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An unknown function $y=f(x)$ is infinitely differentiable everywhere on $\mathbb{R}$.

Known the values of every points $ (x,y) $ where $0<x<1 $ ,

Could you please show whether there exist a unique solution of $y=f(x)$ ?

If not, could you please show that there exist infinite number of solution of $y=f(x)$ ?


My approach:

$$y=f(x)=\Sigma a_nx^{n}$$

we have infinite number of data point $(x_i,y_i)$ to solve for $a_n$, through a system of infinite number of linear equations:

Xa = y

Where a is single column, infinite matrix $(a_1,a_2,...,a_n, ...)$

y is a single column, infinite matrix $(y_1,y_2,...,y_m, ...)$

X is a $\mathbb{R}^2$ infinite matrix

\begin{pmatrix} x_1^{1} & x_1^{2} & ... & x_1^{n} & ...\\ x_2^{1} & x_2^{2} & ... &x_2^n & ... \\ ... \\ x_m^{1} \\ ...\end{pmatrix}

Using definitions from paper 'SEQUENCE SPACES AND INVERSE OF AN INFINITE MATRIX', we could evaluate the inverse of an infinite matrix.

Then

a = $ \textbf{X}^{-1}$ y

This way we solved all $a_n$, and the solution to f(x) found.

However my intuition told me that there should be infinite number of solutions available for f(x).


What branch of Math shall I explore to solve this kind of problems?

{Math Newbie and lover here. Thanks for your help!!}


Case 2, instead of known the values of every points $ (x,y) $ where $0<x<1 $,

we know the values of every points $ (x,y) $ where $x \in \mathbb{N} $


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Your intuition is correct, there are infinitely many possible solutions. Indeed, you may multiply any given solution by an everywhere differentiable function that equals 1 on $0 <x <1$ but not everywhere (*) to obtain a new and different solution.

But your results are still correct, in that there is a unique solution of the form $\sum a_n x^n$ (actually, there could also be no solution of this form). To learn more about solutions of the this form, and why they are unique if they exist, you may want to pick up a book on 'Complex analysis'.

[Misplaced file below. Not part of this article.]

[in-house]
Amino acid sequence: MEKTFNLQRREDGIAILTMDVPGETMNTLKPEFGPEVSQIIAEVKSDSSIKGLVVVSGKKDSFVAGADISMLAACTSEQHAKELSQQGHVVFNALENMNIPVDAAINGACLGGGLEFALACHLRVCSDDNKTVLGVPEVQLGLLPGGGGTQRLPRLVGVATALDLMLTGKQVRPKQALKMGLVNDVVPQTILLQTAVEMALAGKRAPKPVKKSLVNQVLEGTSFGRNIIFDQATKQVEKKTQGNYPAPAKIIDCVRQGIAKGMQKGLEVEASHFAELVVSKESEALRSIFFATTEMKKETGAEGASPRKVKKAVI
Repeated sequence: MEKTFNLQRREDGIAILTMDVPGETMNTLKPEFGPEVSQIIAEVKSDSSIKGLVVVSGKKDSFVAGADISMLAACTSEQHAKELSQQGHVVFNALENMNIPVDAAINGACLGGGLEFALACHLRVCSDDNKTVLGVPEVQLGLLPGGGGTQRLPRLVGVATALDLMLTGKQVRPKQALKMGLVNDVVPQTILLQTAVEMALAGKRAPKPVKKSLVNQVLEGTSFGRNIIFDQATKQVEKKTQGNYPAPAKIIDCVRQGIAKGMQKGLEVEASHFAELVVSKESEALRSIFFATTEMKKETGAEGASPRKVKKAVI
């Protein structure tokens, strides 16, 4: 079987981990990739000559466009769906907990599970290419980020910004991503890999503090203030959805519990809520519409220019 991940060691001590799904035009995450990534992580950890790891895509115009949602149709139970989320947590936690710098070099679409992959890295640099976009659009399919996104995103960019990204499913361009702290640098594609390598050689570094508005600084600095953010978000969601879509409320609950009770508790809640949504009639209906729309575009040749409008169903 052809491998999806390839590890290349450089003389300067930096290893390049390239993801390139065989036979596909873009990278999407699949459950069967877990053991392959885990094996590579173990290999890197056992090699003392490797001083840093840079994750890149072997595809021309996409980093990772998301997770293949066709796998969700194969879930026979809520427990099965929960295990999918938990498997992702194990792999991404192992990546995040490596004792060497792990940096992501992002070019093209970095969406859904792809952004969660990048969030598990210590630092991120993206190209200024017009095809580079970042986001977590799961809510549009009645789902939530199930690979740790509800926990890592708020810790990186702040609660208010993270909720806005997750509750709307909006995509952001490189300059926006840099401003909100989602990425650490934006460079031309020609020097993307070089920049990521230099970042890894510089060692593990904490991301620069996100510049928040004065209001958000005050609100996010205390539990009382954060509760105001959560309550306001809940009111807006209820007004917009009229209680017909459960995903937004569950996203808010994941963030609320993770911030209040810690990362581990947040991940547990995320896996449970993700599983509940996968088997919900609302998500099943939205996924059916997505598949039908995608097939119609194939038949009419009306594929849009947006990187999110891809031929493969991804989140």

EDIT: In your case 2, there actually exist multiple solutions. Consider $ sin(2\pi x) $ and the constant zero function.

(*) Such functions exist, Compactly supported infinitely differentiable function constant on an interval

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  • $\begingroup$ OMG I love your username $\endgroup$ – High GPA May 7 '17 at 7:25
  • $\begingroup$ Wrong about what? BTW, I now also comment on your case 2 $\endgroup$ – Bananach May 7 '17 at 21:22
  • $\begingroup$ Please correct me if I am wrong: Since there are infinitely number of solutions for y=f(x), and all f(x) are infinitely differentiable. That is, all the solutions f(x) could be written as the form of ∑$a_nx^x$. Therefore, the system of linear equations $\textbf{Xa=y}$ must produce either infinite sets of solutions for $\textbf{a}$, or no solutions at all. $\endgroup$ – High GPA May 7 '17 at 21:35
  • $\begingroup$ Please put more effort into your writing. A lack of English language knowledge cannot excuse sentences without verbs, statements out of nowhere, broken math markup, and complete lack of explanation what you are even trying to do. Are you trying to summarize my answer and ask me if I agree with the summary? $\endgroup$ – Bananach May 7 '17 at 21:43
  • $\begingroup$ I have the impression you believe that any function that is infinitely often differentiable can be written as $\sum a_n x^n $. This is not true $\endgroup$ – Bananach May 7 '17 at 21:46

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